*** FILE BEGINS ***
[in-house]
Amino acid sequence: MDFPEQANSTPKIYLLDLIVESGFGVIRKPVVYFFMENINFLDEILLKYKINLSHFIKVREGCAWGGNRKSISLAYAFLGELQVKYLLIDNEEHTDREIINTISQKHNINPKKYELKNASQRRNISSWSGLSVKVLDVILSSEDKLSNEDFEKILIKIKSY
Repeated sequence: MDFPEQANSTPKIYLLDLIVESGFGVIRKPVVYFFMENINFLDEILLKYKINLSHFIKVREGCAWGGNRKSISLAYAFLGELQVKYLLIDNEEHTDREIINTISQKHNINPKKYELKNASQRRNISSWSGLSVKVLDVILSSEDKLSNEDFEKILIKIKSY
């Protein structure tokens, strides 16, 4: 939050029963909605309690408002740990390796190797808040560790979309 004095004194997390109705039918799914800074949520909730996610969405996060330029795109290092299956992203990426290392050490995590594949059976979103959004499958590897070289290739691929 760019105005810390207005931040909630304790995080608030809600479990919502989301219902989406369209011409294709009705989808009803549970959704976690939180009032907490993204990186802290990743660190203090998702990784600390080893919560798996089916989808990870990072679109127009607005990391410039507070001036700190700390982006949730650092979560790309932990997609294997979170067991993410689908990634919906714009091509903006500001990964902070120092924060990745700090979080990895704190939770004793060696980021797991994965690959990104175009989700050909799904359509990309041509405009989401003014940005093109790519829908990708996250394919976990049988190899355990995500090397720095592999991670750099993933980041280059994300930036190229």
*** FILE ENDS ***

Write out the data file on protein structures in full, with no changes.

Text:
[in-house]
Amino acid sequence: MDFPEQANSTPKIYLLDLIVESGFGVIRKPVVYFFMENINFLDEILLKYKINLSHFIKVREGCAWGGNRKSISLAYAFLGELQVKYLLIDNEEHTDREIINTISQKHNINPKKYELKNASQRRNISSWSGLSVKVLDVILSSEDKLSNEDFEKILIKIKSY
Repeated sequence: MDFPEQANSTPKIYLLDLIVESGFGVIRKPVVYFFMENINFLDEILLKYKINLSHFIKVREGCAWGGNRKSISLAYAFLGELQVKYLLIDNEEHTDREIINTISQKHNINPKKYELKNASQRRNISSWSGLSVKVLDVILSSEDKLSNEDFEKILIKIKSY
């Protein structure tokens, strides 16, 4: 939050029963909605309690408002740990390796190797808040560790979309 004095004194997390109705039918799914800074949520909730996610969405996060330029795109290092299956992203990426290392050490995590594949059976979103959004499958590897070289290739691929 760019105005810390207005931040909630304790995080608030809600479990919502989301219902989406369209011409294709009705989808009803549970959704976690939180009032907490993204990186802290990743660190203090998702990784600390080893919560798996089916989808990870990072679109127009607005990391410039507070001036700190700390982006949730650092979560790309932990997609294997979170067991993410689908990634919906714009091509903006500001990964902070120092924060990745700090979080990895704190939770004793060696980021797991994965690959990104175009989700050909799904359509990309041509405009989401003014940005093109790519829908990708996250394919976990049988190899355990995500090397720095592999991670750099993933980041280059994300930036190229």